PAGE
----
The Stolen Marriage by Diane Chamberlain

  • Title:  The Stolen Marriage
  • Author:  Diane Chamberlain
  • Genre:  Historical Fiction
  • Pages:  384
  • Published:  October 2017 – St. Martin’s Press
  • Source:  Publisher

Description:  One mistake, one fateful night, and Tess DeMello’s life is changed forever.

It is 1944. Pregnant, alone, and riddled with guilt, twenty-three-year-old Tess DeMello abruptly gives up her budding career as a nurse and ends her engagement to the love of her life, unable to live a lie. Instead, she turns to the baby’s father for help and agrees to marry him, moving to the small, rural town of Hickory, North Carolina. Tess’s new husband, Henry Kraft, is a secretive man who often stays out all night, hides money from his new wife, and shows her no affection. Tess quickly realizes she’s trapped in a strange and loveless marriage with no way out.

The people of Hickory love and respect Henry but see Tess as an outsider, treating her with suspicion and disdain. When one of the town’s golden girls dies in a terrible accident, everyone holds Tess responsible. But Henry keeps his secrets even closer now, though it seems that everyone knows something about him that Tess does not.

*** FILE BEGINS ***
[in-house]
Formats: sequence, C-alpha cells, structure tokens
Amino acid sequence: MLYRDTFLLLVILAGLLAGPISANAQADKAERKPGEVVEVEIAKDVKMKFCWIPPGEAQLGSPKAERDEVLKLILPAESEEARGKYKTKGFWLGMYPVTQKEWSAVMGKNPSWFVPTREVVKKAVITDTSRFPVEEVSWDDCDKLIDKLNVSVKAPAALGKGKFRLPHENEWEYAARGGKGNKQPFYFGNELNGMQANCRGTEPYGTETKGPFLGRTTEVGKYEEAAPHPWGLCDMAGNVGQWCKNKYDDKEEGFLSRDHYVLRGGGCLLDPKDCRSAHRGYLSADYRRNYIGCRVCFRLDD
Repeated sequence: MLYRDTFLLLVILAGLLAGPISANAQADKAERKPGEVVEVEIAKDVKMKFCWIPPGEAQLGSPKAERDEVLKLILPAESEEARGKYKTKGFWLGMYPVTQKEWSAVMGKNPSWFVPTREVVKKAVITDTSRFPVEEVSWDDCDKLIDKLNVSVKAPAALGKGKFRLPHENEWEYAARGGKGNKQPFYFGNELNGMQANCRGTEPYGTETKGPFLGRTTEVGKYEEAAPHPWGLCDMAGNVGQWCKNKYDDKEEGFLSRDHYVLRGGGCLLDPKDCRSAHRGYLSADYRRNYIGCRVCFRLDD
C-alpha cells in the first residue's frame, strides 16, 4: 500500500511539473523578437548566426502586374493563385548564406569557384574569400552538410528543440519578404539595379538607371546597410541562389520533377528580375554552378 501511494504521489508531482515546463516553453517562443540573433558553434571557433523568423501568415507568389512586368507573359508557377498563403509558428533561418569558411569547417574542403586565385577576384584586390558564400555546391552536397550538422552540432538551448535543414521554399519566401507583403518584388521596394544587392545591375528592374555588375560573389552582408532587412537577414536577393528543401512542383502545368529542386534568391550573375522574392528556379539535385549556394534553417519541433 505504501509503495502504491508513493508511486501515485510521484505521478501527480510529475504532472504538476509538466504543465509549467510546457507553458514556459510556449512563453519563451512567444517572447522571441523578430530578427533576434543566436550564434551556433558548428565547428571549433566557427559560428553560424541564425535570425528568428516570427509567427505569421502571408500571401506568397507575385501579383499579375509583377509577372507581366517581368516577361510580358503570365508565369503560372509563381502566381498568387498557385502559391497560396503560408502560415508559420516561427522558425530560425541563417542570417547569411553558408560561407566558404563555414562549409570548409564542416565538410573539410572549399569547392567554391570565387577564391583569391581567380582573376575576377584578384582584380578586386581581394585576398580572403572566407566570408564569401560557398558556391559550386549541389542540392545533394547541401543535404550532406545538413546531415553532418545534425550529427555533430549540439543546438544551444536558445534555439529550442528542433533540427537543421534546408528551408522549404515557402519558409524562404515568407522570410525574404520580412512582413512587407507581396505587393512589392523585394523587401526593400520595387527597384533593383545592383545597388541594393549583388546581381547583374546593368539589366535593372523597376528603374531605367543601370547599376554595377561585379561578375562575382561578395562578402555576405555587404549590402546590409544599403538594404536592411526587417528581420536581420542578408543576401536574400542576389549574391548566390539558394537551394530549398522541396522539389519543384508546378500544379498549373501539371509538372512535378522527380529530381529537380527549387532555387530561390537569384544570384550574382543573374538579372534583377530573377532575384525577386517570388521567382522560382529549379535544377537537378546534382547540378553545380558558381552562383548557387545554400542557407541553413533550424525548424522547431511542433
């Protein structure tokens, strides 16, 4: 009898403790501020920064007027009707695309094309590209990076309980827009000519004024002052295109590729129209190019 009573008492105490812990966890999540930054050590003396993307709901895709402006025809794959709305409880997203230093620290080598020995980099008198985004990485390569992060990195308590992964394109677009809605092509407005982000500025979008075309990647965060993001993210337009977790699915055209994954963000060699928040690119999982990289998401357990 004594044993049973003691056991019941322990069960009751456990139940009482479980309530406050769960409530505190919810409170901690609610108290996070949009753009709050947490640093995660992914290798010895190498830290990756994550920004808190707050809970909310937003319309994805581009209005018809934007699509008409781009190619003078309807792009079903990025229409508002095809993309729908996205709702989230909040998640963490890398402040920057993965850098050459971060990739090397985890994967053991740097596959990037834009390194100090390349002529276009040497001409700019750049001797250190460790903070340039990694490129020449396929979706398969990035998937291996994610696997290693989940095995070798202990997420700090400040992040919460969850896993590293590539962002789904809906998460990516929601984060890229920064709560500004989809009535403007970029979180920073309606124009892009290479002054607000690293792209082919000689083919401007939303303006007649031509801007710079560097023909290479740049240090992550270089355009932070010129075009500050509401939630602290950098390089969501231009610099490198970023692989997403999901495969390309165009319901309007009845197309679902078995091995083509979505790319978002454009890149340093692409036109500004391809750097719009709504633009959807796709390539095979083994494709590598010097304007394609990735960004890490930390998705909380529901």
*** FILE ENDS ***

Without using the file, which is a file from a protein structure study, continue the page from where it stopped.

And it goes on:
When a sudden polio epidemic strikes Hickory, the townspeople band together to build a polio hospital. Tess knows she is needed and defies Henry’s wishes to begin working at there. Through this work, she begins to find purpose and meaning. Yet at home, Henry’s actions grow more alarming by the day. As Tess works to save the lives of her patients, can she untangle the truth behind her husband’s mysterious behavior and find the love―and the life―she was meant to have? (publisher)